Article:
Christopher Nolan, the writer & director of some of the most inventive blockbusters, has reproduced that same success with Dunkirk. Film after film, Nolan has grown more ambitious in storytelling and scope. While his last three movies were somewhat weaker entries in his catalogue (Inception, The Dark Knight Rises, and Interstellar), he has produced a stunning masterpiece. It should be considered as one of the great films made this decade, and perhaps as one of the greatest war films.
Dunkirk was the tiny beach that British soldiers (“Tommies”) sat waiting with French and Commonwealth soldiers as the Blitzkreig wrapped around them, a boa of menacing metal and men. Approximately 400,000 British troops were stranded there, with no means of getting home via the usual means of the Navy. The full strength of the Royal Air Force (RAF) and the Navy would be needed for the eventual attack by the Germans. Instead of deploying them, Winston Churchill enlisted the help of 700 Little Ships, civilian boats with no means to protect themselves. Despite the overwhelming odds, the evacuation managed to save over 330,000 soldiers.
Nolan’s Dunkirk takes three strands of the evacuation effort and weaves them together in an immensely human and touching tapestry. Covering the land, sea, and air in different timeframes (a week, a day, and an hour) helps keep the viewer enraptured, watching as the different perspectives eventually fall into place. Nolan never forgets about the tragic elements of the retreat – the enormous cumulative suffering involved. Humans die in ways that make the viewer yearn for them to be saved, but not in the graphic way of Spielberg’s Saving Private Ryan. Dunkirk isn’t about the violence of war, rather, the humanity & bravery involved, the innocence lost, and the fight for survival against all odds.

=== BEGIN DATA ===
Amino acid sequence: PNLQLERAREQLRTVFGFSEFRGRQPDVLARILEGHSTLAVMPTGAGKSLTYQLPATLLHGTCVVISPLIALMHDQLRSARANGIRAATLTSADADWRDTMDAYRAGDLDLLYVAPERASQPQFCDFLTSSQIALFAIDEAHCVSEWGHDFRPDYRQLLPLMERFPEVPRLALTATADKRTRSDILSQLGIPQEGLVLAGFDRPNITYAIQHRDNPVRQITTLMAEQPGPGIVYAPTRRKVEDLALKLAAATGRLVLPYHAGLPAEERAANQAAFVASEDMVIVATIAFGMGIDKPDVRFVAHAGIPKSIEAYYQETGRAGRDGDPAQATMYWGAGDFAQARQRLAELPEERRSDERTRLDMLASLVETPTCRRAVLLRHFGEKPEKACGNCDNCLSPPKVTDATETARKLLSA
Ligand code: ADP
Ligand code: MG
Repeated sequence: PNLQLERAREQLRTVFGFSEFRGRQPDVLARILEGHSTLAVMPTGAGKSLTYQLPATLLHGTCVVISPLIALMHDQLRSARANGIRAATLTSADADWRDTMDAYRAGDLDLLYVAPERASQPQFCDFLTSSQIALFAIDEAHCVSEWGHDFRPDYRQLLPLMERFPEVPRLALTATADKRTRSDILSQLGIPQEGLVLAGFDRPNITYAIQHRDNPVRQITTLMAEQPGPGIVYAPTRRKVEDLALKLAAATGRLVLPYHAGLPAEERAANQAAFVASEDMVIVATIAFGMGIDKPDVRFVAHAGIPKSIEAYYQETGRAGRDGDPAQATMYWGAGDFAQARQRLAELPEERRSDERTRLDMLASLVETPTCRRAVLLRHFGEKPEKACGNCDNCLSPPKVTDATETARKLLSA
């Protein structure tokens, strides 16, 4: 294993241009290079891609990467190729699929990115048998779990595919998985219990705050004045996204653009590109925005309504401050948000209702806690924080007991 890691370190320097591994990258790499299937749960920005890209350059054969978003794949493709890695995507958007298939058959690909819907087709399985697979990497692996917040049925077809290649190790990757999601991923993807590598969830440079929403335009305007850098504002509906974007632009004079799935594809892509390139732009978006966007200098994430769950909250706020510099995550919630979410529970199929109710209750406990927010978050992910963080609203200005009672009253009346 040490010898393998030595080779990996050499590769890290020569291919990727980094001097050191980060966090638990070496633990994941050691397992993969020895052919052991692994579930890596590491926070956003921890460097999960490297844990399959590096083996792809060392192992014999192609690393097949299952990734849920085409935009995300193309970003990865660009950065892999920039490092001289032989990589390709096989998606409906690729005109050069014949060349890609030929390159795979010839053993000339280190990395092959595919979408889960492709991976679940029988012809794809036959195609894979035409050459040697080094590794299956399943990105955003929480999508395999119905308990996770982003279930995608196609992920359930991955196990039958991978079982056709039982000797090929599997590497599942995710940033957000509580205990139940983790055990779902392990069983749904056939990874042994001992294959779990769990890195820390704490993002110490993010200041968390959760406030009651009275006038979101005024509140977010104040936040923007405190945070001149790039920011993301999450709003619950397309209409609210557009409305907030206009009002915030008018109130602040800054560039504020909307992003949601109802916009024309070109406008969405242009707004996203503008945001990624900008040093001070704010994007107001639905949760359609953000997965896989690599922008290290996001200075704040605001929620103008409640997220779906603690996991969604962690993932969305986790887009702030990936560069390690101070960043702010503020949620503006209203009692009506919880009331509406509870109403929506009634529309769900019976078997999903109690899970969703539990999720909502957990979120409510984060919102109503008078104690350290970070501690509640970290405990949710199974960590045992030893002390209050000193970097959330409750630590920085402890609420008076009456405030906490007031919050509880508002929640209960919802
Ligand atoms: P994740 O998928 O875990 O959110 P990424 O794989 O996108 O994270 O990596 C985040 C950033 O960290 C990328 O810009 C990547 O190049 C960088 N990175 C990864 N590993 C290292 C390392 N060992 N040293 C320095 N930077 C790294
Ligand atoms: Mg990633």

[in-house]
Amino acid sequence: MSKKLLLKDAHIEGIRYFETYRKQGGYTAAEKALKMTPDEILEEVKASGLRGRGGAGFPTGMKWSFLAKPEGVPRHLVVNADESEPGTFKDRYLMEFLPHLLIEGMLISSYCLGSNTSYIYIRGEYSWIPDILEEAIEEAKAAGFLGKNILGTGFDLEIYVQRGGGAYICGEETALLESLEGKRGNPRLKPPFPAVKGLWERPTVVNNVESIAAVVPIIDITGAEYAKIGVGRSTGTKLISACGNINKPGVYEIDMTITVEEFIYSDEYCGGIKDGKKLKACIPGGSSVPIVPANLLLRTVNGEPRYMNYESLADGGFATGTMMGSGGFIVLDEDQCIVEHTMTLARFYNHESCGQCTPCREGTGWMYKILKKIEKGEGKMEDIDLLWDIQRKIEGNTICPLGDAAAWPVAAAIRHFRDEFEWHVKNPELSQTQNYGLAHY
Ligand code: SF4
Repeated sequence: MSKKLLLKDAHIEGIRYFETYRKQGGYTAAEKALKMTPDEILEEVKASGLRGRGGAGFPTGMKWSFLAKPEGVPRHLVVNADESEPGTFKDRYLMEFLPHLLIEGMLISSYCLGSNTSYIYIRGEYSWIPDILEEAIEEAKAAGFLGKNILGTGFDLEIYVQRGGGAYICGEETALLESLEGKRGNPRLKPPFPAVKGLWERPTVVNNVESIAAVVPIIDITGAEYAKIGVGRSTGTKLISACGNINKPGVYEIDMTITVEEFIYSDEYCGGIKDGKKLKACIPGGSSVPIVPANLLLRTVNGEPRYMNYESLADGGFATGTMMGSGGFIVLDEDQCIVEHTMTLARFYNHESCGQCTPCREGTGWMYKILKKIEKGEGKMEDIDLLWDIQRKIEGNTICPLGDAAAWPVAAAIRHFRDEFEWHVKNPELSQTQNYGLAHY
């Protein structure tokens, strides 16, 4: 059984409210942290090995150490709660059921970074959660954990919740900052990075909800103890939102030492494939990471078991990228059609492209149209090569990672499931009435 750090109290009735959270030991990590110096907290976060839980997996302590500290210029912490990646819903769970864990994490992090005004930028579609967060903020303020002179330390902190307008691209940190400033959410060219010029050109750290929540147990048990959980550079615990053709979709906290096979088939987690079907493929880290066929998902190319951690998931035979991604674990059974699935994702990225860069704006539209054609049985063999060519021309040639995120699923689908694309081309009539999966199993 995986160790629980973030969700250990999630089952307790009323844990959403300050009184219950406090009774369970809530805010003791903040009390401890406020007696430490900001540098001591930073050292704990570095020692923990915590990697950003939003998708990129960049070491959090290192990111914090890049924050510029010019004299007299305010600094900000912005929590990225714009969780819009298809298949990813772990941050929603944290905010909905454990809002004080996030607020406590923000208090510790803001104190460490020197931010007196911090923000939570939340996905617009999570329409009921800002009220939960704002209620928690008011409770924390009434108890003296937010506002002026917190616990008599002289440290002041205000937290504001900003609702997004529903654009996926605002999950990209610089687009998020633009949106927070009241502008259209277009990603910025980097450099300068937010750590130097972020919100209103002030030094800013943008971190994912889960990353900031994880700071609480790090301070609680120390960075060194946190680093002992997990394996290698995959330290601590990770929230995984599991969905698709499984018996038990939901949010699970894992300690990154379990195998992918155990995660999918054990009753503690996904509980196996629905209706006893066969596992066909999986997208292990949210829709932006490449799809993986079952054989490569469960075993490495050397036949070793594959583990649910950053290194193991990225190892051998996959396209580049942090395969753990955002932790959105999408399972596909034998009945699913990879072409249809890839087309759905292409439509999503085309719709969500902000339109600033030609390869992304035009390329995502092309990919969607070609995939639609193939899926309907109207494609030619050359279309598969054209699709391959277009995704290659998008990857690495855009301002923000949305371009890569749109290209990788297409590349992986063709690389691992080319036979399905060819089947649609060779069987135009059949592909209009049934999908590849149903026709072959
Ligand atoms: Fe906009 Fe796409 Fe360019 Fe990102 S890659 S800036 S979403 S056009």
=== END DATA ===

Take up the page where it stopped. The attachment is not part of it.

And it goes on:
Given such a heroic story, Nolan lives up to the weight of conveying the importance of the retreat, and the limitless courage that people are capable of. As one exchange in the film goes, the soldiers didn’t win, but they survived: “and that’s enough”. Nolan uses all of his signature methods, having honed in them earlier movies: the non-linear narrative in Memento; his use of incredible scenery shots in Interstellar and Inception; and making the most of the IMAX camera in The Dark Knight and The Dark Knight Rises; all welded together seamlessly to create a visual and emotional spectacle.
Dunkirk’s score and sound design fundamentally underpins the movie’s success. Music has always been important in Nolan’s films, but Dunkirk will probably be the highlight of his long time creative collaborator, composer Hans Zimmer. Techniques range from using the rhythmic thumping of a fighter jet to raise the heartrate of the viewer to the same beat, to having orchestral music crescendo as the camera pans over the hard navy-blue helmets of the Tommies, to deftly cutting all sounds bar enemy fighter plane engines as they strafe the soldiers stranded on the beach.
Dunkirk isn’t a perfect movie (Harry Styles is more wooden than some of the Little Ships involved, and the cast is almost universally white and male), but it is damn close. It is without question Nolan’s greatest film amongst an already impressive filmography.
Dunkirk is in cinemas.